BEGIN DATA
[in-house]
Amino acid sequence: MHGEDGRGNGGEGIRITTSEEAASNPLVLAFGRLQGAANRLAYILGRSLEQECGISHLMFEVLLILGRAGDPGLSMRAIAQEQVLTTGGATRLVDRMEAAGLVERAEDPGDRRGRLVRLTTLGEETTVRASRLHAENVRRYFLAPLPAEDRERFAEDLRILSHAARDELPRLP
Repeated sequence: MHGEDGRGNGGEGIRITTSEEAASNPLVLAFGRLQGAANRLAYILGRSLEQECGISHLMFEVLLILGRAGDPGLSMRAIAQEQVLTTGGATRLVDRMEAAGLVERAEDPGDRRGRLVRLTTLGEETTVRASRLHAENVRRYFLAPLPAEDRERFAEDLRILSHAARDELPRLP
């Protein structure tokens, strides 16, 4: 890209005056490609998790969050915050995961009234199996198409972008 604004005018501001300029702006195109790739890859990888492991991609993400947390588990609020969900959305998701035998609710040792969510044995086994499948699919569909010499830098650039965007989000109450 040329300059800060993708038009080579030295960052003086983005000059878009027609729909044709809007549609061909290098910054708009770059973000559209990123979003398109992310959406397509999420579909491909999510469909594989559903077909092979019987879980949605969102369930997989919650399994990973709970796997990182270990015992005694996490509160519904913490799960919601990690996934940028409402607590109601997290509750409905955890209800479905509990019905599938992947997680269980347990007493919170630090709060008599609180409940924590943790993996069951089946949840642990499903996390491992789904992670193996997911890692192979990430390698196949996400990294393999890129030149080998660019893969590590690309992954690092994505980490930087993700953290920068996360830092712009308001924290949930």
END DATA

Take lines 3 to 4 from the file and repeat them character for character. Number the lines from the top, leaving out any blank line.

Repeated sequence: MHGEDGRGNGGEGIRITTSEEAASNPLVLAFGRLQGAANRLAYILGRSLEQECGISHLMFEVLLILGRAGDPGLSMRAIAQEQVLTTGGATRLVDRMEAAGLVERAEDPGDRRGRLVRLTTLGEETTVRASRLHAENVRRYFLAPLPAEDRERFAEDLRILSHAARDELPRLP
């Protein structure tokens, strides 16, 4: 890209005056490609998790969050915050995961009234199996198409972008 604004005018501001300029702006195109790739890859990888492991991609993400947390588990609020969900959305998701035998609710040792969510044995086994499948699919569909010499830098650039965007989000109450 040329300059800060993708038009080579030295960052003086983005000059878009027609729909044709809007549609061909290098910054708009770059973000559209990123979003398109992310959406397509999420579909491909999510469909594989559903077909092979019987879980949605969102369930997989919650399994990973709970796997990182270990015992005694996490509160519904913490799960919601990690996934940028409402607590109601997290509750409905955890209800479905509990019905599938992947997680269980347990007493919170630090709060008599609180409940924590943790993996069951089946949840642990499903996390491992789904992670193996997911890692192979990430390698196949996400990294393999890129030149080998660019893969590590690309992954690092994505980490930087993700953290920068996360830092712009308001924290949930």